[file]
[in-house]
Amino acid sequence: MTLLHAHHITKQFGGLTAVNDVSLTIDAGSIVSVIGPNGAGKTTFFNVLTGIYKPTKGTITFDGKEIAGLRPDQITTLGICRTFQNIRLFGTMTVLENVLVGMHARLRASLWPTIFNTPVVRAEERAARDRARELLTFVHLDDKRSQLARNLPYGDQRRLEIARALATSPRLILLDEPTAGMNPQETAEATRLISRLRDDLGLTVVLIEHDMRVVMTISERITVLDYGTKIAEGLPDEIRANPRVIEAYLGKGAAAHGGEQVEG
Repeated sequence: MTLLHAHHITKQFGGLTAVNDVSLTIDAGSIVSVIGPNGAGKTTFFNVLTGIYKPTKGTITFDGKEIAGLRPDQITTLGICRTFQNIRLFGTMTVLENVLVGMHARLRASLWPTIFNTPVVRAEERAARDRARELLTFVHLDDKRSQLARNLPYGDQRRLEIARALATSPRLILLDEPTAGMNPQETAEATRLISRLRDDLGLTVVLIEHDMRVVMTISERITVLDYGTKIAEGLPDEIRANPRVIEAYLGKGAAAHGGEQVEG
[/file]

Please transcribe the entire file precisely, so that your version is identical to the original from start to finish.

[in-house]
Amino acid sequence: MTLLHAHHITKQFGGLTAVNDVSLTIDAGSIVSVIGPNGAGKTTFFNVLTGIYKPTKGTITFDGKEIAGLRPDQITTLGICRTFQNIRLFGTMTVLENVLVGMHARLRASLWPTIFNTPVVRAEERAARDRARELLTFVHLDDKRSQLARNLPYGDQRRLEIARALATSPRLILLDEPTAGMNPQETAEATRLISRLRDDLGLTVVLIEHDMRVVMTISERITVLDYGTKIAEGLPDEIRANPRVIEAYLGKGAAAHGGEQVEG
Repeated sequence: MTLLHAHHITKQFGGLTAVNDVSLTIDAGSIVSVIGPNGAGKTTFFNVLTGIYKPTKGTITFDGKEIAGLRPDQITTLGICRTFQNIRLFGTMTVLENVLVGMHARLRASLWPTIFNTPVVRAEERAARDRARELLTFVHLDDKRSQLARNLPYGDQRRLEIARALATSPRLILLDEPTAGMNPQETAEATRLISRLRDDLGLTVVLIEHDMRVVMTISERITVLDYGTKIAEGLPDEIRANPRVIEAYLGKGAAAHGGEQVEG